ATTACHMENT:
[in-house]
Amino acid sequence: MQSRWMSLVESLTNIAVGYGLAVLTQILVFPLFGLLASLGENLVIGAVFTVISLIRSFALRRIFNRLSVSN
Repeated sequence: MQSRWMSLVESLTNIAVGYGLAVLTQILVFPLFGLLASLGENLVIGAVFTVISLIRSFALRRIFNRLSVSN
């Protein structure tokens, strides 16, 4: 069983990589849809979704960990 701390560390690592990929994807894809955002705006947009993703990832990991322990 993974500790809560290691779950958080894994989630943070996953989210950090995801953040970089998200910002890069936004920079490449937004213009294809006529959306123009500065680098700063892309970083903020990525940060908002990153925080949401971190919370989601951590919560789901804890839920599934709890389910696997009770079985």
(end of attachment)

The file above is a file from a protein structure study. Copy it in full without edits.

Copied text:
[in-house]
Amino acid sequence: MQSRWMSLVESLTNIAVGYGLAVLTQILVFPLFGLLASLGENLVIGAVFTVISLIRSFALRRIFNRLSVSN
Repeated sequence: MQSRWMSLVESLTNIAVGYGLAVLTQILVFPLFGLLASLGENLVIGAVFTVISLIRSFALRRIFNRLSVSN
């Protein structure tokens, strides 16, 4: 069983990589849809979704960990 701390560390690592990929994807894809955002705006947009993703990832990991322990 993974500790809560290691779950958080894994989630943070996953989210950090995801953040970089998200910002890069936004920079490449937004213009294809006529959306123009500065680098700063892309970083903020990525940060908002990153925080949401971190919370989601951590919560789901804890839920599934709890389910696997009770079985």